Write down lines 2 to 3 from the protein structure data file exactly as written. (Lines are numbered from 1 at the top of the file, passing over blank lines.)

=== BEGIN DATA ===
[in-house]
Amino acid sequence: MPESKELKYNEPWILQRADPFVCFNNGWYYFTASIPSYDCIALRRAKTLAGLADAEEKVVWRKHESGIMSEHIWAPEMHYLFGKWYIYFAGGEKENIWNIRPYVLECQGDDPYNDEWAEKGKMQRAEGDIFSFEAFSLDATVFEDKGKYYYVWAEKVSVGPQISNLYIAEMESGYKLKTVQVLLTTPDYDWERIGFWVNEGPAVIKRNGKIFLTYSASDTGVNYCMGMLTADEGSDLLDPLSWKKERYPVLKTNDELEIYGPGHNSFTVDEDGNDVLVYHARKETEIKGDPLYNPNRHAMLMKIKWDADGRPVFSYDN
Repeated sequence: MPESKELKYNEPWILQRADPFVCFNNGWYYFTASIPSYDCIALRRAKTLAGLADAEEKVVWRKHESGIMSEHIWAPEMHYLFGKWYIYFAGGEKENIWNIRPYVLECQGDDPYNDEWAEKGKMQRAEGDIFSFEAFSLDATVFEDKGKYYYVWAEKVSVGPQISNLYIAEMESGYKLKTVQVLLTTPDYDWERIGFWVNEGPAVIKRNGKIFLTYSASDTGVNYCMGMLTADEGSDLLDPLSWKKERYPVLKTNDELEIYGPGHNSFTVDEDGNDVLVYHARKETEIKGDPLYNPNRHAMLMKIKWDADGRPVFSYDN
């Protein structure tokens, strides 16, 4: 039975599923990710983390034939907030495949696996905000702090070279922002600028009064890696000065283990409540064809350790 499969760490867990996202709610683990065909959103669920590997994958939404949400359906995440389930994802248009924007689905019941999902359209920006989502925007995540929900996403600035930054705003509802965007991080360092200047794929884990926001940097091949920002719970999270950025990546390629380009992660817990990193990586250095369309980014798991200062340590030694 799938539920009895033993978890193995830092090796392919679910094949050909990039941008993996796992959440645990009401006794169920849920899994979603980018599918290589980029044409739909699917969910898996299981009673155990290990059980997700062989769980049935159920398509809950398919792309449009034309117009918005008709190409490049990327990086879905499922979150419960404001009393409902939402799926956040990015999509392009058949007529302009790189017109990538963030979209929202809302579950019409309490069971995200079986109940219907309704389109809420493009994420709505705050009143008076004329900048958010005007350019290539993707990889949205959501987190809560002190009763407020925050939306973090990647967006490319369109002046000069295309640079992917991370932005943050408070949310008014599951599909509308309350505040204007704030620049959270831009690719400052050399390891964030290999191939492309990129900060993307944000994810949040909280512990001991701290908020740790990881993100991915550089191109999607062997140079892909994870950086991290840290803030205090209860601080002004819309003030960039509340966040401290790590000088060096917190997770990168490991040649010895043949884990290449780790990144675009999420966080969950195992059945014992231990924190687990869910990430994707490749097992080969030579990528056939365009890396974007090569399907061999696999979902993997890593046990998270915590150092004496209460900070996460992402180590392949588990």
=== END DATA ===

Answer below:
Amino acid sequence: MPESKELKYNEPWILQRADPFVCFNNGWYYFTASIPSYDCIALRRAKTLAGLADAEEKVVWRKHESGIMSEHIWAPEMHYLFGKWYIYFAGGEKENIWNIRPYVLECQGDDPYNDEWAEKGKMQRAEGDIFSFEAFSLDATVFEDKGKYYYVWAEKVSVGPQISNLYIAEMESGYKLKTVQVLLTTPDYDWERIGFWVNEGPAVIKRNGKIFLTYSASDTGVNYCMGMLTADEGSDLLDPLSWKKERYPVLKTNDELEIYGPGHNSFTVDEDGNDVLVYHARKETEIKGDPLYNPNRHAMLMKIKWDADGRPVFSYDN
Repeated sequence: MPESKELKYNEPWILQRADPFVCFNNGWYYFTASIPSYDCIALRRAKTLAGLADAEEKVVWRKHESGIMSEHIWAPEMHYLFGKWYIYFAGGEKENIWNIRPYVLECQGDDPYNDEWAEKGKMQRAEGDIFSFEAFSLDATVFEDKGKYYYVWAEKVSVGPQISNLYIAEMESGYKLKTVQVLLTTPDYDWERIGFWVNEGPAVIKRNGKIFLTYSASDTGVNYCMGMLTADEGSDLLDPLSWKKERYPVLKTNDELEIYGPGHNSFTVDEDGNDVLVYHARKETEIKGDPLYNPNRHAMLMKIKWDADGRPVFSYDN